Hot of the press in most of rural Pennsylvania are promises on economic opportunity from fracking, but Triple Divide a new documentary by filmmakers and journalists Joshua Pribanic and Melissa Troutman questions its impacts. The film covers a two-year analysis of fracking by investigative news nonprofit Public Herald and is touring across the Commonwealth this November. “People can expect to witness a side of fracking they’ve never seen before by watching Triple Divide,” said Pribanic. The film is the first of its kind to reveal illegal burials of potentially radioactive waste in Exceptional Value Watersheds. It highlights new concepts regarding an issue dubbed “The Pressure Bulb” referring to the unregulated force needed to frack a well, and uncovers a ‘predrill scandal’ where the industry is allowed to dismiss its own science.
Over a handful of Governor Tom Corbett's own administration have resigned more than a year before the end of the governor's first term, for reasons that remain partly cloudy at best. Department of Public Welfare Secretary Gary Alexander left March 2013. Inspector General Kenya Mann Faulkner left the month before Alexander. Turnpike CEO Roger Nutt left October 2012. And then there's the leadership upheaval at Pennsylvania's environmental agencies: the Department of Environmental Protection (DEP) in charge of oil and gas extraction and the Department of Conservation and Natural Resources (DCNR) in charge of conservation and management of forests, parks and other natural areas. DCNR has limited authority to manage oil and gas fracking on state land, since DEP issues the permits under its own set of policies and procedures. In June, then head of DCNR Richard Allen was fired after an email to his wife Patricia who then worked at DEP reached the Governor's desk. The email contained potentially-racist comments toward a high-ranking staff member of DEP, whom Allen also called a "B****" in the email. Sources say that the staff member has since quietly left DEP without announcement. Mrs. Allan has also left DEP but still works for the state. Governor Corbett has since replaced Michael Krancer as head of Environmental Protection with environmental expert Chris Abruzzo, former Chief Deputy Attorney General. Aburzzo supervised the state's Drug Strike Force and also serves as Derry Township Supervisor in Hershey, Pa.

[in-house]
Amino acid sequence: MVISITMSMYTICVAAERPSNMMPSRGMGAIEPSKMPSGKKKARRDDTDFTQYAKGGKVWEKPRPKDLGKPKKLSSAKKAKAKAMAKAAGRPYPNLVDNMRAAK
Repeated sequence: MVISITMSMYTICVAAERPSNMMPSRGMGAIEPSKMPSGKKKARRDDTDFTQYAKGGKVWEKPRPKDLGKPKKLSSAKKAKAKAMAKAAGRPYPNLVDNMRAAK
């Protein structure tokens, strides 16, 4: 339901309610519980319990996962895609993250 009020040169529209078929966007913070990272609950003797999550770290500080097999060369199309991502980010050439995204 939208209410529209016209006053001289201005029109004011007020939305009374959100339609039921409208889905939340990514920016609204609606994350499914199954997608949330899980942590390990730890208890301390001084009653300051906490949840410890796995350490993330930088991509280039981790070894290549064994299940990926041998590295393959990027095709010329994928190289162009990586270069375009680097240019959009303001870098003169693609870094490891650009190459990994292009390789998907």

Triple Divide History Lesson While driving through eastern Ohio yesterday, I stopped for a stroll along the Cayuhoga. In the language of the First Americans, the name meant “crooked river.” For other Americans born centuries later, the name would come to mean “the river that caught on fire from pollution.” The famous Cayuhoga fire of 1969 was blamed on heavy oil slicks, and was one of several that afflicted the river during more than a century of unregulated industrial waste dumping. The image of the river burning has been credited with a surge in the environmental movement and the political support needed to pass the Clean Water Act. Fast-forward to September 2013, as Ohioans turn out in the hundreds to watch different images of rivers threatened and rivers defended—this time in the form of Triple Divide, a documentary about the damage caused by shale gas development.
There’s an Elephant in the room who holds dark secrets about our society…what if it could talk? A September 18th article by Dan Gearino of Columbus Dispatch gives us an in-room perspective about fracking at the White House, "Obama former energy secretary says fracking can be done safely.” Former US Energy Sec. Steven Chu, who presented at an industry event in Columbus recently, compares the risks of fracking to the building trade. "When you built buildings in the past...with industrial accident and construction deaths, we were saying, 'That's part of the business'...Nowadays it's not part of the business." First, apparently "accident" (incident would be more accurate) and death are no longer a part of the business. Second, who does Mr. Chu mean when he says "you" and "we?" Third and most importantly, comparing fracking to the building trade is like comparing anti-freeze to alka-seltzer, or alka-seltzer to fracking. (Like The Colbert Report did.)
A documentary on hydraulic fracturing drew a packed house Thursday night in downtown Mansfield. “Triple Divide,” an 18-month investigation by Public Herald, an investigative news nonprofit co-founded by two journalists, was shown at Relax It’s Just Coffee on North Main Street. Journalists Joshua Pribanic and Melissa Troutman created the film to show how state regulations and industry in Pennsylvania have been handling the effects of the process known as fracking. Fracking is the process of drilling and injecting fluid into the ground at a high pressure to fracture shale rocks to release natural gas inside. The film revealed how the industry and state appear to cover up water contamination. Pribanic and Troutman talked to several Pennsylvania farmers and landowners who were affected by the drilling, which resulted in health issues and significant disruptions to their land and lives.